I am constantly amazed by the courage and wisdom that my clients teach me, and this weekend’s aerial workshop was no exception. I learned at least as much as they did about how we experience our lives, and maybe more to the point, about what we miss when we don’t look deeply into every moment.
We were working on “the gate”—a piece of aerial apparatus (because it’s hard to think of some of these creative structures as “trapezes”) that hangs in such a way that the horizontal bars lie on a diagonal angle to the ground, as you can see in the photo below.
Part of the challenge of this piece of apparatus is that it is heavy, made of metal, and hangs on a single point from the beams above, making climbing it and settling into a comfortable balance a bit tricky. So there’s risk involved in engaging with it, and one must think differently about how to climb a gate, move through it and with it, and climb off without injuring yourself or your collaborators.
The beauty of this piece of apparatus is that none of the workshop participants had ever been on anything like it before, so it was a completely new experience. I’m sure all the participants had climbed over a gate before—and this one reminds me of what you’d find as the opening in a corral fence. But a gate hanging on a diagonal from a single point from a 14-foot ceiling—well, that was a horse of a different color. It’s tricky!
The exercise was to climb up to the top on one side, and down the other—not as easy as it sounds, because if you climb up the low side (which is easier to climb up), you’ll be climbing down the high side (which is harder to climb down). Moreover, once you arrive at the top, transitioning to the opposite side is difficult. We asked everyone what the hardest part of the exercise was, and got some interesting answers: one participant said she had a hard time finding solid footing, another said she didn’t know how close to the edge she could get and still be safe, and yet another mentioned finding strength she didn’t know she had.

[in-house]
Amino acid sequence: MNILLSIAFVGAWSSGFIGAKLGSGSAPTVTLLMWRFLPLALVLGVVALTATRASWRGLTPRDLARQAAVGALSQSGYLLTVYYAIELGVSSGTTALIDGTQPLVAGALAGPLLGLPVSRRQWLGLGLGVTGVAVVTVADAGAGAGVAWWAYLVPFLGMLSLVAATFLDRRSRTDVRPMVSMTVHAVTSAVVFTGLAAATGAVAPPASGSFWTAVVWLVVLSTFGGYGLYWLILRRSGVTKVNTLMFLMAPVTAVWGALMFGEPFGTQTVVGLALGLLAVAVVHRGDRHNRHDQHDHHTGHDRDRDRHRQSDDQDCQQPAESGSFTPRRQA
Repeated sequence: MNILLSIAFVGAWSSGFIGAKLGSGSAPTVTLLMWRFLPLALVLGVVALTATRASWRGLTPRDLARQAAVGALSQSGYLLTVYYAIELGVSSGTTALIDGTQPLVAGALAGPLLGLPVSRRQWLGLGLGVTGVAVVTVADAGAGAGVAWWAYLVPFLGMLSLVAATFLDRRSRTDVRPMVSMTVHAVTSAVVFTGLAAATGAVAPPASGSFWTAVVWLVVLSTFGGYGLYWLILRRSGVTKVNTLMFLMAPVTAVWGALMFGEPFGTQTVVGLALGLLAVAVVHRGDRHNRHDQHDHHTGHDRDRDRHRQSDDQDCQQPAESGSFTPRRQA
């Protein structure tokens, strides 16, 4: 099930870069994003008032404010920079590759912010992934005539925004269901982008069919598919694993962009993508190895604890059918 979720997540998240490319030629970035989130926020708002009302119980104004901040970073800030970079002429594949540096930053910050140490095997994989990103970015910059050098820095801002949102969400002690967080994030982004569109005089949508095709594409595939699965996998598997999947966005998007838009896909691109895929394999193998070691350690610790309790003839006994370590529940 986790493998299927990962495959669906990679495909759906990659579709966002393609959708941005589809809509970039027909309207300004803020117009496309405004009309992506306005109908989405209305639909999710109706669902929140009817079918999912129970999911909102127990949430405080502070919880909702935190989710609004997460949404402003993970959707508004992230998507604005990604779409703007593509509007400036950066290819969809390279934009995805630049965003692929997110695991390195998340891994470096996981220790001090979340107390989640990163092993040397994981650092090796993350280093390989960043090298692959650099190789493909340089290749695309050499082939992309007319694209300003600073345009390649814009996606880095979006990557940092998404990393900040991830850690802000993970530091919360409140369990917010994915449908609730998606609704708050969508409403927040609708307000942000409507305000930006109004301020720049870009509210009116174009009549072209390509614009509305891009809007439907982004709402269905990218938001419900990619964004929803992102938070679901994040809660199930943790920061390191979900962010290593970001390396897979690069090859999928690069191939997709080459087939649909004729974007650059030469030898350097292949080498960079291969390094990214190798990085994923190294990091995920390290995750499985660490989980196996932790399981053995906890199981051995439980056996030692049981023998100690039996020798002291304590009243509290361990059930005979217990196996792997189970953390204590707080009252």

When I asked each one where in their lives they felt the same way, each could each identify where her footing wasn’t solid, or she felt she’d fall off the edge, or she called on hidden reserves of strength.
The experiential essence of the workshop was contained in moments like these—where we were able to make connections between the physical activities we experienced during the aerial work, and the issues in our lives that keep us small.
My own epiphany came when I stepped off the gate, expecting to find the floor, but misjudged the distance. I stumbled and twisted my foot. Luckily, I didn’t do any lasting damage, but I had to think about where in my life I stumbled upon exit. I connected that experience to the truth that I don’t always bid a clean farewell when ending relationships. I hadn’t expected that insight, and it’s giving me space to think about more graceful and honest exits.
It was powerful work, done in an atmosphere of safety and play. We will now be able to focus on creating other safe places in which we can play around with the concepts of getting solid footing when dealing with a new circumstance or relationship, exploring the tentative feeling we get at the edges of our abilities, and recognizing strengths that may not make themselves apparent at first glance.
I’m a true believer in experiential coaching, and am grateful to have witnessed the courage and authenticity each participant and my co-facilitator brought to the workshop.
If you want to get a taste of what we experienced, challenge yourself to uncover unexpected learning opportunities wherever they arise.
If you trip over the dog, ask yourself where else in your life you stumble over love.
If you surprise yourself by gracefully landing after your stumble, investigate other times you’ve landed after a misstep with grace and style. Whether you spill coffee, talk your way out of a traffic ticket, twist an ankle, or perform superhero feats of physical prowess, notice the details and see what quirky lessons your body can teach you. Experience each experience as fully as you can to mine the richness of meaning that this kind of noticing can bring.